Scottish literature

For the Love of Old Books

I like many things, but there are not many things that I love. I definitely love incunabula (books printed between 1455 and 1500) and early modern period printed books. Yesterday I went to Edinburgh to look at some very old printed books from Scotland. I was not disappointed. I have long been interested in and worked on the shift from (handwritten) manuscripts to the (printed) books. The shift is not as abrupt and clear as many people assume; post-Gutenberg handwritten manuscripts were still produced and printers arguably sought to make their product look as much like handwritten manuscripts as possible. Although The Scottish National Library do not hold any incunabula (as far as I know), I was pleased to see some early 16th century books which still displayed evidence of this urge to mimic handwritten manuscripts: typefaces designed to resemble handwriting, woodcuts trying to look like hand-drawn illustrations and rubrication (emphasising parts of the text using red ink). Gorgeous, fascinating stuff.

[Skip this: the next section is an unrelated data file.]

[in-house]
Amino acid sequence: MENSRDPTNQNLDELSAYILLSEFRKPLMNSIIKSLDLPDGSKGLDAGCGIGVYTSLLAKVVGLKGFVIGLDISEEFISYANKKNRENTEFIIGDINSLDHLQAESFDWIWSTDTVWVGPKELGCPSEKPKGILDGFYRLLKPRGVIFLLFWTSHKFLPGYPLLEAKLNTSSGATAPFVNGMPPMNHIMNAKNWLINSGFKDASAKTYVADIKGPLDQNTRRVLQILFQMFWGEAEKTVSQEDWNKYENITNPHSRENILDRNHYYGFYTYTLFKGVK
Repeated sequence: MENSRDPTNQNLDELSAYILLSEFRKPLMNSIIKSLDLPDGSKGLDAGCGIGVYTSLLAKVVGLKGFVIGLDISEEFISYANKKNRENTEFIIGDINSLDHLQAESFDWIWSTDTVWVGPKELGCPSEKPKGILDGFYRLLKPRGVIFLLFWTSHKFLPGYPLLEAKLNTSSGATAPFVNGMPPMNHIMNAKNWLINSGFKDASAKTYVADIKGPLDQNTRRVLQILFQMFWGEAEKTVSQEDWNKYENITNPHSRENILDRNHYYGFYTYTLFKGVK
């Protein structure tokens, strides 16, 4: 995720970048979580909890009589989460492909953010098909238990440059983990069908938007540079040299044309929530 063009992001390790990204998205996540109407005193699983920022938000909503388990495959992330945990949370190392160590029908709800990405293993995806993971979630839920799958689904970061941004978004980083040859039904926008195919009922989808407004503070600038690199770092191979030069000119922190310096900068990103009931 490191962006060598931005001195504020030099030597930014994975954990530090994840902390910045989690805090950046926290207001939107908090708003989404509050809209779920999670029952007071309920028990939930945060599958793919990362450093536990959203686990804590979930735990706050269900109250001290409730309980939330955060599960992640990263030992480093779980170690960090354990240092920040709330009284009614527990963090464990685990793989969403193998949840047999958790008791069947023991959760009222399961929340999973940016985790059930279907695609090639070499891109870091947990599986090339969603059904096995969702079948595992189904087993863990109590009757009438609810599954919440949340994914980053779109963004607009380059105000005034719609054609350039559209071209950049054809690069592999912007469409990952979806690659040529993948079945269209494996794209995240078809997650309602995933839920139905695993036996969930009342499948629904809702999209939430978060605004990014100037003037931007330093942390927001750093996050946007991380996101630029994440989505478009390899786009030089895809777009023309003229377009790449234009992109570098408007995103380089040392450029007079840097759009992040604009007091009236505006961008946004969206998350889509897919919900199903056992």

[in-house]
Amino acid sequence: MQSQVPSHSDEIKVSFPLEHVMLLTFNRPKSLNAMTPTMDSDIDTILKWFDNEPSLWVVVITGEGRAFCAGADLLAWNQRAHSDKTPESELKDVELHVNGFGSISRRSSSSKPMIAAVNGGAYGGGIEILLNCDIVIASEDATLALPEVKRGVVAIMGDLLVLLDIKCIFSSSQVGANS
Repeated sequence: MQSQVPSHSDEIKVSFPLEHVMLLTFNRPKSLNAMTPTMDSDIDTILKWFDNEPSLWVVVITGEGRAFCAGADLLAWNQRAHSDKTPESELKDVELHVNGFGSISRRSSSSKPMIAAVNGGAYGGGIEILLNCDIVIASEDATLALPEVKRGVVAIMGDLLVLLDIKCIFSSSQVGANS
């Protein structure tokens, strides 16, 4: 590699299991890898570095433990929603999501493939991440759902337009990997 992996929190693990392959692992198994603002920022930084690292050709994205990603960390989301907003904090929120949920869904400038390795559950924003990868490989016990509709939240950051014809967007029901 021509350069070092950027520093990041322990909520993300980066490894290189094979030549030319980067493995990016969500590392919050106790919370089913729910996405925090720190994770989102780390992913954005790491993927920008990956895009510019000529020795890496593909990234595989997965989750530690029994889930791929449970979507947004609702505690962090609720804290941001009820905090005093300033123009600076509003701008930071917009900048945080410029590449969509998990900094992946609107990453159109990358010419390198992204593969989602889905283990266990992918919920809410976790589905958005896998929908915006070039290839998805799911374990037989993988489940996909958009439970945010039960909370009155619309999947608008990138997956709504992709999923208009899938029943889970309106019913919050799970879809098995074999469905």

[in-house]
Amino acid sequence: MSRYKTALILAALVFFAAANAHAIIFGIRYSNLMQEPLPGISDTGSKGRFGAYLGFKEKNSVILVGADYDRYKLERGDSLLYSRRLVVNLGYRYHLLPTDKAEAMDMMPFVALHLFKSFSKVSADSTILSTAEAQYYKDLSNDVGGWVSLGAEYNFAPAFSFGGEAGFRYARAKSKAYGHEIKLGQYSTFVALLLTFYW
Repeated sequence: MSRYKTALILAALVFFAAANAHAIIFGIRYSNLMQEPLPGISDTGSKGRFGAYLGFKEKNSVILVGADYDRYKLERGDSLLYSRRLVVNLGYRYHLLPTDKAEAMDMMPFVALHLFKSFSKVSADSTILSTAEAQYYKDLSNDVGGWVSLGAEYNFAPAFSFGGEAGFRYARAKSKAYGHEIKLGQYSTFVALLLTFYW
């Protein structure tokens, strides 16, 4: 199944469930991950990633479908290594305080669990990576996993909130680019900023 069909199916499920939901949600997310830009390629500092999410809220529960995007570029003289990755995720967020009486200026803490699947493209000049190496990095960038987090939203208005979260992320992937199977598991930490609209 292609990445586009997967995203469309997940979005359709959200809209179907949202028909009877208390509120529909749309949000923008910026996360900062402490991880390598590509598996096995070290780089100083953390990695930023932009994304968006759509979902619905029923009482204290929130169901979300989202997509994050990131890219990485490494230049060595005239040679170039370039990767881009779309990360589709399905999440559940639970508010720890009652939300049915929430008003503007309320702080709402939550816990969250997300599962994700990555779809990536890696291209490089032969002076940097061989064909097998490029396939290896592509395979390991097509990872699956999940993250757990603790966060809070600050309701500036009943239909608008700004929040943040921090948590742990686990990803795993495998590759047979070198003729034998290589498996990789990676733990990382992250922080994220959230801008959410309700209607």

And Edinburgh was her usual, gloomy, beautiful, fantastical self. I like visiting the city but I couldn't live there, I think.

The Clare McLean Shortlist

AL Kennedy, the recent winner of the Costa Book Award, has been nominated for the brand-new Scottish literary award, the Clare McLean Award. She is joined on the shortlist by Ali Smith and Alasdair Gray for "Girl Meets Boy" and "Old Men In Love" respectively.

(Oh, did I mention that I have a first edition of "Old Men in Love" signed personally by Gray "To Karie says Alasdair"..? I just thought I'd slip that one in.)

I'm a touch excited by this. I should also get around to reading Gray's latest novel - but I'm slightly anxious that I might defile my lovely copy somehow. Oh.